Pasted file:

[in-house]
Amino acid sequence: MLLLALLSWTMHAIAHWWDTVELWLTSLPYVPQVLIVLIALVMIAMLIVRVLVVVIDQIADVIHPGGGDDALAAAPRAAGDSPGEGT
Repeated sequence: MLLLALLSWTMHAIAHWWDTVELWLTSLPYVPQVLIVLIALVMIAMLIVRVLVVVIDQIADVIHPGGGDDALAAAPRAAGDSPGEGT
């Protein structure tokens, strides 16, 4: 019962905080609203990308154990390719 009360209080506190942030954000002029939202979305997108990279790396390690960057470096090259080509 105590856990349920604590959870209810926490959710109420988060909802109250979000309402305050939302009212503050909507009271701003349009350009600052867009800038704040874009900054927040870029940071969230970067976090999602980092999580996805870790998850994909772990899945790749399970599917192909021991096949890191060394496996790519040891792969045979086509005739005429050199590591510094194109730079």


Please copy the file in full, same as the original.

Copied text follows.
[in-house]
Amino acid sequence: MLLLALLSWTMHAIAHWWDTVELWLTSLPYVPQVLIVLIALVMIAMLIVRVLVVVIDQIADVIHPGGGDDALAAAPRAAGDSPGEGT
Repeated sequence: MLLLALLSWTMHAIAHWWDTVELWLTSLPYVPQVLIVLIALVMIAMLIVRVLVVVIDQIADVIHPGGGDDALAAAPRAAGDSPGEGT
């Protein structure tokens, strides 16, 4: 019962905080609203990308154990390719 009360209080506190942030954000002029939202979305997108990279790396390690960057470096090259080509 105590856990349920604590959870209810926490959710109420988060909802109250979000309402305050939302009212503050909507009271701003349009350009600052867009800038704040874009900054927040870029940071969230970067976090999602980092999580996805870790998850994909772990899945790749399970599917192909021991096949890191060394496996790519040891792969045979086509005739005429050199590591510094194109730079």